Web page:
As a privileged white man in the Annapolis Valley, I’ve never had to fight for my rights. I am gay but I’ve never had to fight for those rights; as many fought for me. I check myself every day and remind myself how privileged I am; not to take it for granted or use it negatively but to be a friend to all. I misstep sometimes, but I’m human. I’m trying to be the best human I can be. I believe, today, January 24, 2022, I spoke with the best of the definition of human: The Honourable Dr. Don Oliver.
This Who’s Who is about a Canadian icon of strength, diligence, perseverance, and change. To say it’s an honour to share some paragraphs with you about him is an understatement. The Honourable Dr. Don Oliver is a treasure to our nation and to the world for his work in politics, equality, law, and diversity. The list of his accolades is nothing short of mind-blowing with some of his most rewarding including the Order of Canada, the Order of Nova Scotia, the Canada 150 Medal for Unselfish Service to Community and Country, as well as both Queen Elizabeth II Diamond and Jubilee Medals. His CV, filled with degrees, honourary degrees (from five universities), awards, citations and acknowledgements in politics, law, and civil service, is both inspirational and a testament to Dr. Oliver’s hard work and dedication to making our world a better place.
Dr. Oliver has recently released A Matter of Equality, a memoir which chronicles his journey from being the son of a proud custodian working at Acadia University to socializing with President Barack Obama. This book showcases Dr. Oliver’s personal struggles with diversity and equality and how he turned those struggles into working for change instead of accepting life as it was presented. I am a very proud resident of Wolfville and the Oliver name is famous for its legacy and connection with Acadia University. Just saying The Oliver Family sparks inspiration and praise and a sense that no matter what your background is, greatness and positivity can be obtained.
Dr. Oliver’s connections with Acadia date back over 100 years with his family producing many Acadia graduates, as well as, cherished employees. The Oliver Family has become one of the most distinguished families of the University. As a history buff, and actor on the Valley Ghost Walks, I was fortunate for the past 14 seasons of our Wolfville Walks to be able to tell a bit about the history of Seminary House, which included speaking about William Oliver. William moved to the Annapolis Valley in 1894, took a maintenance job at Acadia and soon was thought of as faculty because of his hard work ethic. William Oliver’s descendants include his son Clifford, grandson William Pearly Oliver, daughter-in-law Helena White (sister of Portia White) who with Clifford produced three daughters (all Acadia alum) and two sons, David who studied at Acadia before moving to Montreal and Donald Oliver (Acadia graduate, and so much more) . If you’re passing by Seminary House on the Acadia campus, there is a beautiful lawn plaque erected to honour the Oliver Family.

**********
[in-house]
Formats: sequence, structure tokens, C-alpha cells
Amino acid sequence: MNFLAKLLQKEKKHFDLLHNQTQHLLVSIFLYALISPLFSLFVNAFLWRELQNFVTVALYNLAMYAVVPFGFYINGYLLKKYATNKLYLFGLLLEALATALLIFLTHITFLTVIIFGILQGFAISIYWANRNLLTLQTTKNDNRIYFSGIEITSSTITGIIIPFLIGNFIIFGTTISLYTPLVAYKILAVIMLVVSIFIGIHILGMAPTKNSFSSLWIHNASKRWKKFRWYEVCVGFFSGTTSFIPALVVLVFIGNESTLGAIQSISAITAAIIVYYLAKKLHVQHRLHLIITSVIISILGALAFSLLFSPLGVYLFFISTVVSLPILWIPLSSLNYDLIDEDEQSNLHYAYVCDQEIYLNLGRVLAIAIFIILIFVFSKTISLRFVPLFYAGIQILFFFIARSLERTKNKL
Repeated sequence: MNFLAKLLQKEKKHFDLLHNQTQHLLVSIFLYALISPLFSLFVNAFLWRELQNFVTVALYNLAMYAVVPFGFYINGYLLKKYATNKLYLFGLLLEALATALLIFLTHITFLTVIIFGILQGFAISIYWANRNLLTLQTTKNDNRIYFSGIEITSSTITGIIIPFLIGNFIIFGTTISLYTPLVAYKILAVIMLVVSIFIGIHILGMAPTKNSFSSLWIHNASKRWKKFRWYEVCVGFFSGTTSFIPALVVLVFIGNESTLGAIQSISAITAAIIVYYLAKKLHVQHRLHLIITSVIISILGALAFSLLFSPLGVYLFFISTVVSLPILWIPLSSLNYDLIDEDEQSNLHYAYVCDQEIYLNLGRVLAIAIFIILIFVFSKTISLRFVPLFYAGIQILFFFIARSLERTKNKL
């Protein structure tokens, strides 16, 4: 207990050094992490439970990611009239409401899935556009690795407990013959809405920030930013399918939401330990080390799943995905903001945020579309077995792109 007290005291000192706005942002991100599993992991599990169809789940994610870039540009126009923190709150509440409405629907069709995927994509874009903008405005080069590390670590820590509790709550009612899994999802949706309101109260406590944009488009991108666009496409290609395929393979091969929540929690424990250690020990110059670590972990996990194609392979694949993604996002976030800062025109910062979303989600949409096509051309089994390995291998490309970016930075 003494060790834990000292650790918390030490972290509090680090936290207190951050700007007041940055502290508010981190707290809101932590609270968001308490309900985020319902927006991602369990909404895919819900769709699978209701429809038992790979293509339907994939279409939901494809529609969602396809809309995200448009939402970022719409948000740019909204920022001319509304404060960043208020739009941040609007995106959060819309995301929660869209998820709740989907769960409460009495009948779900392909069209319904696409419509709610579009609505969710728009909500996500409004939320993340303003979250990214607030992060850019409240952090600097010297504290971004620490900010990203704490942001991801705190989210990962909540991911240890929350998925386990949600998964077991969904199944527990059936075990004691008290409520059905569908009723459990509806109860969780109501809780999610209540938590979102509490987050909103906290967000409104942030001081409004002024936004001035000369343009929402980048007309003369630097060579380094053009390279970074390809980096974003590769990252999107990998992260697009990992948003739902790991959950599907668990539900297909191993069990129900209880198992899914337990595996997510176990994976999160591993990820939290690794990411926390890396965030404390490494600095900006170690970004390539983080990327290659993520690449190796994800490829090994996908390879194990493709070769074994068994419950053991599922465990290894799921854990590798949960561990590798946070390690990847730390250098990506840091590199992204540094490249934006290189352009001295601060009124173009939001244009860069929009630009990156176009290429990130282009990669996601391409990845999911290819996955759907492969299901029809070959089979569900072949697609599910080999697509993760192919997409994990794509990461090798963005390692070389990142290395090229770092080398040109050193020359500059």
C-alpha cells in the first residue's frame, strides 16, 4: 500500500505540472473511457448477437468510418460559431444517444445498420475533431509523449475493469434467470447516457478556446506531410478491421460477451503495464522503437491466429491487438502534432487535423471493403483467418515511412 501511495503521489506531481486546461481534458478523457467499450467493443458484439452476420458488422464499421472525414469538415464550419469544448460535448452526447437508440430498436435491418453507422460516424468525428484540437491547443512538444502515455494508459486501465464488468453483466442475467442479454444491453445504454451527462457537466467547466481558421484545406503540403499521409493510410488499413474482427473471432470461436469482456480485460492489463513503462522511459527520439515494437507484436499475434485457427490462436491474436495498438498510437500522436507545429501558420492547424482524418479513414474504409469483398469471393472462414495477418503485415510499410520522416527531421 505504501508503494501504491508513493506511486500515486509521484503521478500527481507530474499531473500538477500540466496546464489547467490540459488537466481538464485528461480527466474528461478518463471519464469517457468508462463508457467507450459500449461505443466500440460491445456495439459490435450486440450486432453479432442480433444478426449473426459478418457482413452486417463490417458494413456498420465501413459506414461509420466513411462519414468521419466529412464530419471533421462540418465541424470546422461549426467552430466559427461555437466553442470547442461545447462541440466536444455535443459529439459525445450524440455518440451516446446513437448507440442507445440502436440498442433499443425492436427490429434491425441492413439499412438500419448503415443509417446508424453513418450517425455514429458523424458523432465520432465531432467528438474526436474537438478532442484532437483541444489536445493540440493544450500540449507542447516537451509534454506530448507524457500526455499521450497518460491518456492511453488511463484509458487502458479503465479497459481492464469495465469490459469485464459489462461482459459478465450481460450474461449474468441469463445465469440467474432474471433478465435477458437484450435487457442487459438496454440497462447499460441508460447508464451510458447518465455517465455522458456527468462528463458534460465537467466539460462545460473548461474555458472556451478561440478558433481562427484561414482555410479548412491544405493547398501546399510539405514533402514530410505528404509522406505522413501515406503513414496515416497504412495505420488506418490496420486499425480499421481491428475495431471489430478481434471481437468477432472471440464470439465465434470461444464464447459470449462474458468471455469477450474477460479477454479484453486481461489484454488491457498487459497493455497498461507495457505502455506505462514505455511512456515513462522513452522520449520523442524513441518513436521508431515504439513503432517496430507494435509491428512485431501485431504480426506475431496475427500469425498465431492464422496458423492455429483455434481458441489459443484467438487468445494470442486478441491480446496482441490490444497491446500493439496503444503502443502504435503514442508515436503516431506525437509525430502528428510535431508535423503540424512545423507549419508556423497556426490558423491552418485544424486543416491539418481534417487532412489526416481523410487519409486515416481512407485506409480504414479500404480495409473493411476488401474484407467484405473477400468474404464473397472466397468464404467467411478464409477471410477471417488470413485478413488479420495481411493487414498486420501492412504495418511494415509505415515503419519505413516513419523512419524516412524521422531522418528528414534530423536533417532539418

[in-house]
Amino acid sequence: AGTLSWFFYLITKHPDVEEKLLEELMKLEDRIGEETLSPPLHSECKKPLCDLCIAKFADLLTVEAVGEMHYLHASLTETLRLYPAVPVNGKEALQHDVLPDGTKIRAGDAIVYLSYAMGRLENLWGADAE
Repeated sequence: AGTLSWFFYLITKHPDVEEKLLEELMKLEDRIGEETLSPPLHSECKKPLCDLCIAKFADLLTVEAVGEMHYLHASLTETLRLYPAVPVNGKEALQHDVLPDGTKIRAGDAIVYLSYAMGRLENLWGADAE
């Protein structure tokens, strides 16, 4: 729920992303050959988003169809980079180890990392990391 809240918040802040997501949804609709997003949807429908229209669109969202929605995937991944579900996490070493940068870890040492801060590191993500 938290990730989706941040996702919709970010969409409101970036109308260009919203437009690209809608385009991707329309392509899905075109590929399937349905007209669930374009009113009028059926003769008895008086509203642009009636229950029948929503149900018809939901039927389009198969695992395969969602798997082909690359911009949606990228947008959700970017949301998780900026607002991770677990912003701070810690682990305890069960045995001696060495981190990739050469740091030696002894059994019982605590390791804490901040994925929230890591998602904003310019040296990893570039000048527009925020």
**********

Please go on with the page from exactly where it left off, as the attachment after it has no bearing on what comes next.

I had the pleasure of speaking with Dr. Don Oliver for this article and when asked about his new book: “My target audience is all Canadian people,” Dr. Oliver notes. “This book is to create an inclusive Canada, to build both black and white into a reality, and to break down white privilege. I wanted to paint a realistic picture of growing up black in the 1940s and ’50s, from being the only black family at Wolfville School to what I’ve achieved today.”
While attending Acadia University Dr. Oliver was a member of many campus groups and clubs, including The Athenaeum, where in 1958 he became first the news editor and then the associate editor. After graduating as class valedictorian, Don received the first Sir James Dunn scholarship to attend Dalhousie Law School. He practised law for 36 years and after an encounter with Premier Robert Stanfield, become involved in political life, holding positions at all levels of government with the Conservative Party, and in 1990 was appointed to the Canadian Senate.
And those last few paragraphs barely scratch the surface of accomplishments for Dr. Oliver. His memoir takes the reader on a journey through those politicial years, and the fascinating life of a pioneer for equality and social well-being. I encourage you all to visit donoliver.ca, read through the accomplishments and accolades that he’s received, and stay up-to-date with his writings. Even in retirement, after a career that I could only dream of, he stays active and involved to keep making change happen.
“My book is the start of what I hope will compel readers to push for more equality within our society,” Dr. Oliver continues. “In order to get an equal balance, we both have to do a lot of work. Black and White and all within have to work together.” This book is not just for Canadians of African descent, but for everyone. To read Dr. Oliver’s story is to learn from the life of someone who worked tirelessly for everyone,and it is something very special. You can purchase Dr. Don Oliver’s A Matter of Equality through Nimbus Publishing, nimbus.ca/store/a-matter-of-equality.html, or at local bookstores.
Dr. Don Oliver has easily been the most profound, and most decorated person I’ve interviewed for The Grapevine. Dr. Oliver and his legacy have been teaching me for over 25 years, since I walked onto the Acadia campus and heard of his family. Since those days I’ve been an advocate for my LGBTQ community, had many jobs in customer service, stayed active in world events, and now work in both municipal and federal government. I’d like to take this opportunity to thank Dr. Oliver who, without knowing, influenced my life through his accomplishments and work. I believe in what he believes we all can be. Thank you Dr. Oliver. To know of you, to carry your legacy, and to have had this chance to thank you—that has been my privilege.